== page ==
Archy, the farm’s new Manx Loaghtan ram, should be out in the field with the ewes by then: he’s getting a bit frustrated in his current home in the barn. The farm will also be getting some longhorn cattle soon as they start to focus more on rare breed animals.
At the end of the month it’s half term week, and as usual the Farm have laid on some interesting and educational activities for children. Again Hannah wrote with the details:
October Half Term Events
Wednesday 25th October Farm Rhymes and Riddles 1pm-3pm £2 per child
Test your skills at solving rhymes and riddles as you try our trail. Can you figure out what animal each riddle is about, while exploring the farm. Work them all out and get a prize! There will also be a chance to meet some of our animals. No need to book just drop in.
Thursday 26th October Leaf Lanterns 10am – 12noon and 1pm-3pm £4 per child
Join us for an autumn walk round the farm to find out about different types of trees and leaves. We will be collecting what we find to then use to make and decorate a leaf lantern to take home. Booking is essential, to book call 020 8319 8900.
Friday 27th October Halloween Trail and crafts 11am-3pm £3 per child.
Halloween is just round the corner so join us for a day of spooky crafts. There will be a creepy animal facts trail round the farm where you can find out all the gruesome and scary things about British wildlife. Come dressed up to get in the full spooky spirit. No need to book, just drop in.
The farm’s regular schedule of ecological surveys continues through the month. Previous months have seen surveys of pond life, bees, moths, bats and wild flower meadow plants (lots of magical missile-repelling Corky Fruited Water Dropworts), and the first mammal surveys. The mammal surveys continue this month and there is the last of the monthly bee walks of 2017. The currently planned survey activities for October are:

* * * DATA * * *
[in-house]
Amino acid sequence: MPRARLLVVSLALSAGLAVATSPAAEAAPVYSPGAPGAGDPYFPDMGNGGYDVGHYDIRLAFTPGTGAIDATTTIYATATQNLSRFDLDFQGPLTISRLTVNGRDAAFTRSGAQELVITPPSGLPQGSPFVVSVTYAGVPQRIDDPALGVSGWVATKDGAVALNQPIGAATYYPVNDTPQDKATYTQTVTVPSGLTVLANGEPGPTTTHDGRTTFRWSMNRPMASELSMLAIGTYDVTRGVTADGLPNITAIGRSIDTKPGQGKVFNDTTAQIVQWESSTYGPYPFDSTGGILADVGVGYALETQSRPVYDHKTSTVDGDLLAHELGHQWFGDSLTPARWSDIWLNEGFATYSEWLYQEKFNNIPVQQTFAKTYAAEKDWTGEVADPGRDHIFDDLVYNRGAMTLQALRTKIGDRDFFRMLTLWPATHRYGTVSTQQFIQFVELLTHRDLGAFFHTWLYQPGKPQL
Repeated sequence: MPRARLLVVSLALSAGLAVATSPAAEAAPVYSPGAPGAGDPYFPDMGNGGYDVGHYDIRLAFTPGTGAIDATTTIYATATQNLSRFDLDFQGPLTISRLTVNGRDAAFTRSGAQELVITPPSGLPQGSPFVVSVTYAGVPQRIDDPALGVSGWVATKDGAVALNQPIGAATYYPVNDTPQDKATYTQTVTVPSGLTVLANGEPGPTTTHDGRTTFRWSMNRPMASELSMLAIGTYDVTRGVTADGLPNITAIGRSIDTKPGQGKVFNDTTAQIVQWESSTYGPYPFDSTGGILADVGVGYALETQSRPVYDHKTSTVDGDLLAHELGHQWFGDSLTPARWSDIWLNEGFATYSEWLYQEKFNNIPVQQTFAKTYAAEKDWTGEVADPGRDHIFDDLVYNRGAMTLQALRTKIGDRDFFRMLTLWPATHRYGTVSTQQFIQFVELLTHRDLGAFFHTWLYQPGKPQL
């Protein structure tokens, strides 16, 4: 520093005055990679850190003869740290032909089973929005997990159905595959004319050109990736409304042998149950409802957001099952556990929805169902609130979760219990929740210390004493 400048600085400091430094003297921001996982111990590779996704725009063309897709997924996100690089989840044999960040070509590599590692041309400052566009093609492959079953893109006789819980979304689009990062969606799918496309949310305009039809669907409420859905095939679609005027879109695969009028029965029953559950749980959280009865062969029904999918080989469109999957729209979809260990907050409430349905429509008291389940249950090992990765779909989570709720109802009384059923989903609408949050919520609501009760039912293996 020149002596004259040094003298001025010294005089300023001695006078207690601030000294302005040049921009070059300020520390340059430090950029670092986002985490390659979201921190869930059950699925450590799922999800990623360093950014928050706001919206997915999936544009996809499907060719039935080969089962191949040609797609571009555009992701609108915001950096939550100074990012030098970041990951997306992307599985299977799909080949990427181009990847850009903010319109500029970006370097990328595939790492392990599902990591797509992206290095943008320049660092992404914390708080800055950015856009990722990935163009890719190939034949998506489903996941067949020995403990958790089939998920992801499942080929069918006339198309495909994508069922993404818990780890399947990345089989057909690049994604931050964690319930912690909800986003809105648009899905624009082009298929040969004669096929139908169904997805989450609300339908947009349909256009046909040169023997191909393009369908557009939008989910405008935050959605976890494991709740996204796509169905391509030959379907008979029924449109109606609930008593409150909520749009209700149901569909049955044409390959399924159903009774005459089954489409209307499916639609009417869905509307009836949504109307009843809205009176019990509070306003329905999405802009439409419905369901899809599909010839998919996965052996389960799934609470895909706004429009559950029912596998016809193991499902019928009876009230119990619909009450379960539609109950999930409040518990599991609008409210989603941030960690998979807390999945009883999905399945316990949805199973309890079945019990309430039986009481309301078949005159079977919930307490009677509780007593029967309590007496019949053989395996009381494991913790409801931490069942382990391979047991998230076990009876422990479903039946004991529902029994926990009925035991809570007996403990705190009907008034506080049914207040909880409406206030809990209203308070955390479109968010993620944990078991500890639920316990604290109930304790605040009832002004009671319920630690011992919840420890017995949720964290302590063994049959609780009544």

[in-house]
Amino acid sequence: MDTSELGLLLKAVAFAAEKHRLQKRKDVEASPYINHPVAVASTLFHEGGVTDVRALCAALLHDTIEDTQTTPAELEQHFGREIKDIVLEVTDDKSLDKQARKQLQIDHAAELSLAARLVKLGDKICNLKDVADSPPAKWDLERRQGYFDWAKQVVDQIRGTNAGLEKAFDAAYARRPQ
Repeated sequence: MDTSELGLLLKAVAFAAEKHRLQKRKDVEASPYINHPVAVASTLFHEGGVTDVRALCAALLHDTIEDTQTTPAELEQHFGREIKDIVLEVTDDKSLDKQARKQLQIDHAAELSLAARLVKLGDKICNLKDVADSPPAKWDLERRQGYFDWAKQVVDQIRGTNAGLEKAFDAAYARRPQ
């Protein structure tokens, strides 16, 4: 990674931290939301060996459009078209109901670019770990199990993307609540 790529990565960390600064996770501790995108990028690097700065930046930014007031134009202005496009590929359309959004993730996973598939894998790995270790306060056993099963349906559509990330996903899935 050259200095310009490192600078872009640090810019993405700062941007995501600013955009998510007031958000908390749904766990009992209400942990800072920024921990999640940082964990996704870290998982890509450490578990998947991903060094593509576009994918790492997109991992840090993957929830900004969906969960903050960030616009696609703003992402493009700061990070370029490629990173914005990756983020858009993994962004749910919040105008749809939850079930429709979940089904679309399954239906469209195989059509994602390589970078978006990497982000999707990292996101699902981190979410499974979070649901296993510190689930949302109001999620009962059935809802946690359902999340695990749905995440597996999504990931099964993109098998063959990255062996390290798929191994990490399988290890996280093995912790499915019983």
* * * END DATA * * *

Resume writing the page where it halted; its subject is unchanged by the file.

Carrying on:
Wednesday 11th October 3.30pm – Mammal survey setting up traps
Thursday 12th October, 9am – Mammal survey collect traps
Tuesday 17th October, 3.30pm – Mammal survey setting up traps
Wednesday 18th October 9am – Mammal survey, collect traps
Wednesday 18th October, 2pm – Bee walk – last of the year
Monday 30th October, 10am – Dipping pond maintenance. Wellies or waders recommended!
It is 20 years since the Woodlands Farm Trust was established to run the farm following the successful People Against the River Crossing campaign to save the farm and Oxleas Wood from being destroyed to create a motorway, and as part of their celebrations the farm are holding a Family Fun Day this Sunday, 10th September.
Hannah, the Education Officer at the farm wrote with details:
Woodlands Farm 20th Anniversary Family Fun Day
Sunday 10th September 11am-3pm
Woodlands Farm is celebrating its 20th Anniversary. Join the celebrations by coming along to our Family Fun Day. Find out all about how the farm was saved 20 years ago as well as what is involved in the day to day running of the farm with a chance to meet the animals and find out about animal care. There also will be guided foraging walks and apple pressing. Our activities include children’s crafts, trails, vintage tractors and lots more for all the family. On the day we will be collecting memories from people who remember the farm from years ago or even memories of recent years. If you previously volunteered or assisted the farm please join us at our memories area to catch up with old faces and share your experiences at the farm. A fun day out for all the family! This event is free, but donations are welcome.
For more information, see our website or contact Hannah Ricketts on email@example.com
It’ll be fascinating to find out more about the events that led to the farm and woods being saved for the local community.
Thu 31st Aug 19:30 – 21:00 Join us for a bat walk around the farm. Woodlands Farm has a number of different species of bats, using bat detectors we will try to find some. The walk will start at 7.45pm. Please bring a torch and wear sturdy shoes. £6 adults, £4 per child. Booking is essential, to book call 020 8319 8900.